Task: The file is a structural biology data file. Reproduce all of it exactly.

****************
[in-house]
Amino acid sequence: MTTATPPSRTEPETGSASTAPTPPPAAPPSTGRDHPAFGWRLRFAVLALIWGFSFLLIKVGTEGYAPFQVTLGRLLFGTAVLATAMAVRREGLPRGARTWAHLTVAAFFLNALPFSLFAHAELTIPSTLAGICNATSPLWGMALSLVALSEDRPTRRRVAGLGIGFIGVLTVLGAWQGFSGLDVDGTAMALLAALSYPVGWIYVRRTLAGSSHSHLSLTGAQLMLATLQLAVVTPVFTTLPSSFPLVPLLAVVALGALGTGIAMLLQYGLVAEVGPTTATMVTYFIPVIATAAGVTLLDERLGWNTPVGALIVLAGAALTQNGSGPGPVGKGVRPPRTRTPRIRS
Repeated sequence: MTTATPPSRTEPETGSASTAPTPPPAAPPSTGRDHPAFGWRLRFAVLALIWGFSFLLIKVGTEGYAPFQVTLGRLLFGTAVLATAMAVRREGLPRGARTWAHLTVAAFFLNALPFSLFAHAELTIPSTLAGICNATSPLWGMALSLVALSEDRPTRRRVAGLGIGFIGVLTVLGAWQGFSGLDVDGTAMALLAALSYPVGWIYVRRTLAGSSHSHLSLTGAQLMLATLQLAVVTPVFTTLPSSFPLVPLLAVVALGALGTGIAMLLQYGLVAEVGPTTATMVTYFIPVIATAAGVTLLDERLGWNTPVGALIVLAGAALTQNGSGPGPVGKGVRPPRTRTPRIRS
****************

[in-house]
Amino acid sequence: MTTATPPSRTEPETGSASTAPTPPPAAPPSTGRDHPAFGWRLRFAVLALIWGFSFLLIKVGTEGYAPFQVTLGRLLFGTAVLATAMAVRREGLPRGARTWAHLTVAAFFLNALPFSLFAHAELTIPSTLAGICNATSPLWGMALSLVALSEDRPTRRRVAGLGIGFIGVLTVLGAWQGFSGLDVDGTAMALLAALSYPVGWIYVRRTLAGSSHSHLSLTGAQLMLATLQLAVVTPVFTTLPSSFPLVPLLAVVALGALGTGIAMLLQYGLVAEVGPTTATMVTYFIPVIATAAGVTLLDERLGWNTPVGALIVLAGAALTQNGSGPGPVGKGVRPPRTRTPRIRS
Repeated sequence: MTTATPPSRTEPETGSASTAPTPPPAAPPSTGRDHPAFGWRLRFAVLALIWGFSFLLIKVGTEGYAPFQVTLGRLLFGTAVLATAMAVRREGLPRGARTWAHLTVAAFFLNALPFSLFAHAELTIPSTLAGICNATSPLWGMALSLVALSEDRPTRRRVAGLGIGFIGVLTVLGAWQGFSGLDVDGTAMALLAALSYPVGWIYVRRTLAGSSHSHLSLTGAQLMLATLQLAVVTPVFTTLPSSFPLVPLLAVVALGALGTGIAMLLQYGLVAEVGPTTATMVTYFIPVIATAAGVTLLDERLGWNTPVGALIVLAGAALTQNGSGPGPVGKGVRPPRTRTPRIRS